Williamson County Sheriff's Office (WCSO) deputies stopped Ambler because he didn’t dim his headlights to oncoming traffic. When he tried to get away, the deputies chased after him.
"Especially a minor traffic infraction, things like that, we have an option to just disregard and not pursue it at all," said John Bostain, the president of Command Presence.
Bostain is a veteran law enforcement officer who also worked for the FBI. Now his company trains other officers around the country.
He said it’s becoming more common for law enforcement policies to limit pursuits.
The KVUE Defenders obtained data from Williamson County that shows that since March 2017, there have been 96 pursuits. Of those, 56 – more than half – were because of traffic stops.
"I feel that pursuits should be limited to those cases where we have some reasonable belief this person is a danger to public safety," Bostain said.
The Defenders also checked Ambler’s criminal conviction history. It shows only a few minor run-ins with the law, including traffic violations and a marijuana conviction almost 20 years ago.
"It really always does come down to public safety," Bostain said.
KVUE also obtained Williamson County’s pursuit policy, which was updated after the Ambler pursuit last year. It says deputies shouldn’t start a pursuit unless there’s an immediate need for apprehension.
The body camera video from the Ambler pursuit shows while Williamson County deputies chased Ambler, the Austin police officer did not.
"He took off again, I’m not going to pursue," the APD officer says in the video. "I thought I could catch up because the vehicle was damaged. He’s gone."
That could be because the Austin Police Department’s policies instruct officers not to start a vehicle pursuit if someone evades arrest for a traffic offense or a non-hazardous traffic violation.
Williamson County Sheriff Robert Chody wouldn’t comment on this case because it’s a pending investigation.
"Our policies have improved a great deal over the past three years I’ve been in office," Chody said during a phone call Monday. "They used to chase until the wheels fell off."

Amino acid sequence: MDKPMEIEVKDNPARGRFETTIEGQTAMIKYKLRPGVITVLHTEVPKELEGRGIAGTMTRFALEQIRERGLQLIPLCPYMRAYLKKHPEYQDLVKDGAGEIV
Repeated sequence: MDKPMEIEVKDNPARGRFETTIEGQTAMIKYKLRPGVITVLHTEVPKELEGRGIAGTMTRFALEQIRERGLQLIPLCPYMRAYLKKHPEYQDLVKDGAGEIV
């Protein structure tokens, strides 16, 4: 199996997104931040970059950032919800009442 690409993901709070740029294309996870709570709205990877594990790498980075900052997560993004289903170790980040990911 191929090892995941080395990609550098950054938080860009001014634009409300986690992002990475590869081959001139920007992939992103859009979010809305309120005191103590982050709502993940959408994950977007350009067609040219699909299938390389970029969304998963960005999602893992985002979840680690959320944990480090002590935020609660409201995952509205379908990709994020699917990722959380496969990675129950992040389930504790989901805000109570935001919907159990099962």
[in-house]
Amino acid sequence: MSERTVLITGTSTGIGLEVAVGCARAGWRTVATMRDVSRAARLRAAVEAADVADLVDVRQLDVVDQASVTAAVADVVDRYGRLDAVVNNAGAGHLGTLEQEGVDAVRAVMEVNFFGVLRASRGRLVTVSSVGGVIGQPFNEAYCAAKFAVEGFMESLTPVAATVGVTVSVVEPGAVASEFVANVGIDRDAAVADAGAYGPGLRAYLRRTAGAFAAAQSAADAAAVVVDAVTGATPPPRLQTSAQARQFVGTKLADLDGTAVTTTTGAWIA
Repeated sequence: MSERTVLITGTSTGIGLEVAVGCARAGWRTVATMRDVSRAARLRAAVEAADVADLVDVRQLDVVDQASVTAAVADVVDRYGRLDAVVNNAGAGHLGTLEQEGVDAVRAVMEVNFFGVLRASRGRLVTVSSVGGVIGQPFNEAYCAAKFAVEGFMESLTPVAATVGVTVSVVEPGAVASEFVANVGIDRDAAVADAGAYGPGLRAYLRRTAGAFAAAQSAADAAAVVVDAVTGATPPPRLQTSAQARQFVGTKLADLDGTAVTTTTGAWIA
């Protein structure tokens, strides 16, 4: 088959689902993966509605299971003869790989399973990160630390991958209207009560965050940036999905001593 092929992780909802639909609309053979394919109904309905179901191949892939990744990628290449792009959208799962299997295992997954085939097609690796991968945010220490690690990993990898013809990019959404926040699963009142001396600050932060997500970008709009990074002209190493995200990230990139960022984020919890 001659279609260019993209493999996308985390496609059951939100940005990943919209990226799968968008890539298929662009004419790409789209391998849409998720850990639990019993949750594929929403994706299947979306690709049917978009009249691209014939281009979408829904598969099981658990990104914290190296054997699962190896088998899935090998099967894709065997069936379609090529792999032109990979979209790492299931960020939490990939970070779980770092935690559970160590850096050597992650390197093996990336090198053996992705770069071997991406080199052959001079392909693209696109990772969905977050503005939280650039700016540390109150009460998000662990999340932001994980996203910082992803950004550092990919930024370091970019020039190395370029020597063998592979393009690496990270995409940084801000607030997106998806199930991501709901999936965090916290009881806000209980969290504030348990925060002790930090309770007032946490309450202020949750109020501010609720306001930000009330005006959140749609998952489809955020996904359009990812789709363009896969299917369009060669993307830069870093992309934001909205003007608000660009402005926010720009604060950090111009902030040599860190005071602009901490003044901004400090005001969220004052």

Bostain recommends law enforcement departments across the country continue taking steps to reduce vehicle pursuits.
"This is the ancient principle in policing is we are there to serve the public, and the public has a say in how we go about our profession," Bostain said.
KVUE has asked the WCSO for the department’s old policy on pursuits, which was in place when Ambler was stopped. We are waiting for their response.
On June 9, one day after KVUE released the footage relating to the death of Javier Ambler, the Williamson County Sheriff's Office released this statement:
"While we cannot comment on the Ambler incident due to the ongoing investigation by the Travis County DA, we can correct misleading statements made by the Travis County DA. The Williamson County Sheriff's Department remains ready and willing to participate in the investigation being conducted by the Travis County DA's office. However, the Travis County DA has not contacted us for any reason related to this investigation. Any attempt to say we have slowed or otherwise impeded the investigation is absolutely false. We participated fully in the investigation launched by the Austin Police Department, the results of which have been forwarded to the Travis County DA. In terms of any 'Live PD' footage, as a department, we do not control that footage. However, I join the Travis County DA in requesting that 'Live PD' make any existing footage available for review by Travis County prosecutors."
Furthermore, Sheriff Chody added extra context to the statement, tweeting "In her scramble to justify why it has taken her office so long to address the Ambler incident, the Travis County D.A. says our Department is stonewalling. Nothing could be further from the truth. We remain ready to assist the investigation in any way."
PEOPLE ARE ALSO READING: